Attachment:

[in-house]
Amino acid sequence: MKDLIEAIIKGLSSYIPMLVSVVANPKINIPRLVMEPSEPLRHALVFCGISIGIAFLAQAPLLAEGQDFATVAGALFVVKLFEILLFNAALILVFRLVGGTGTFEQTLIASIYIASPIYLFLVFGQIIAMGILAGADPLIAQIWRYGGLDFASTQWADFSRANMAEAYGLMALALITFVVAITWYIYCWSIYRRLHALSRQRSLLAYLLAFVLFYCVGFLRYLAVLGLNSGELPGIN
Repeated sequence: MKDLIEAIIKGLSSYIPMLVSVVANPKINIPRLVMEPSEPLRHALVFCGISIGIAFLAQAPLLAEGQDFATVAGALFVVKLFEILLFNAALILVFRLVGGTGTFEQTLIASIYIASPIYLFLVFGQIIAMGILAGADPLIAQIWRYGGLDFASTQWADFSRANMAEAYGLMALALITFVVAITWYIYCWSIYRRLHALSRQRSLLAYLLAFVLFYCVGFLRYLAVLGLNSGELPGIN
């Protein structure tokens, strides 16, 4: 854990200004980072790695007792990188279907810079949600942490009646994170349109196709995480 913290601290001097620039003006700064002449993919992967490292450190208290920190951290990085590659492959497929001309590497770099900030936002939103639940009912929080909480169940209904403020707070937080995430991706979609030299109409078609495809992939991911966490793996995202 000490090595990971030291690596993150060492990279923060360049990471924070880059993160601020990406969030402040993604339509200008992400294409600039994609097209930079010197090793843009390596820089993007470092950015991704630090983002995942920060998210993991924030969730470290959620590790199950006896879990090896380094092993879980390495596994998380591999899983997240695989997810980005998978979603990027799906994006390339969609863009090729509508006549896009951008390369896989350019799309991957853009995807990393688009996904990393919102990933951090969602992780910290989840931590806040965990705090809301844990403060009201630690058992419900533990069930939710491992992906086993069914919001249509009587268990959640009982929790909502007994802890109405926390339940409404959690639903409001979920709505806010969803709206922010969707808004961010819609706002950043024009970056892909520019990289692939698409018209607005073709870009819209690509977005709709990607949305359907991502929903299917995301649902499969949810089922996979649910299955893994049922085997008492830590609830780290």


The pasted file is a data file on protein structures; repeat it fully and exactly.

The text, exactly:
[in-house]
Amino acid sequence: MKDLIEAIIKGLSSYIPMLVSVVANPKINIPRLVMEPSEPLRHALVFCGISIGIAFLAQAPLLAEGQDFATVAGALFVVKLFEILLFNAALILVFRLVGGTGTFEQTLIASIYIASPIYLFLVFGQIIAMGILAGADPLIAQIWRYGGLDFASTQWADFSRANMAEAYGLMALALITFVVAITWYIYCWSIYRRLHALSRQRSLLAYLLAFVLFYCVGFLRYLAVLGLNSGELPGIN
Repeated sequence: MKDLIEAIIKGLSSYIPMLVSVVANPKINIPRLVMEPSEPLRHALVFCGISIGIAFLAQAPLLAEGQDFATVAGALFVVKLFEILLFNAALILVFRLVGGTGTFEQTLIASIYIASPIYLFLVFGQIIAMGILAGADPLIAQIWRYGGLDFASTQWADFSRANMAEAYGLMALALITFVVAITWYIYCWSIYRRLHALSRQRSLLAYLLAFVLFYCVGFLRYLAVLGLNSGELPGIN
């Protein structure tokens, strides 16, 4: 854990200004980072790695007792990188279907810079949600942490009646994170349109196709995480 913290601290001097620039003006700064002449993919992967490292450190208290920190951290990085590659492959497929001309590497770099900030936002939103639940009912929080909480169940209904403020707070937080995430991706979609030299109409078609495809992939991911966490793996995202 000490090595990971030291690596993150060492990279923060360049990471924070880059993160601020990406969030402040993604339509200008992400294409600039994609097209930079010197090793843009390596820089993007470092950015991704630090983002995942920060998210993991924030969730470290959620590790199950006896879990090896380094092993879980390495596994998380591999899983997240695989997810980005998978979603990027799906994006390339969609863009090729509508006549896009951008390369896989350019799309991957853009995807990393688009996904990393919102990933951090969602992780910290989840931590806040965990705090809301844990403060009201630690058992419900533990069930939710491992992906086993069914919001249509009587268990959640009982929790909502007994802890109405926390339940409404959690639903409001979920709505806010969803709206922010969707808004961010819609706002950043024009970056892909520019990289692939698409018209607005073709870009819209690509977005709709990607949305359907991502929903299917995301649902499969949810089922996979649910299955893994049922085997008492830590609830780290």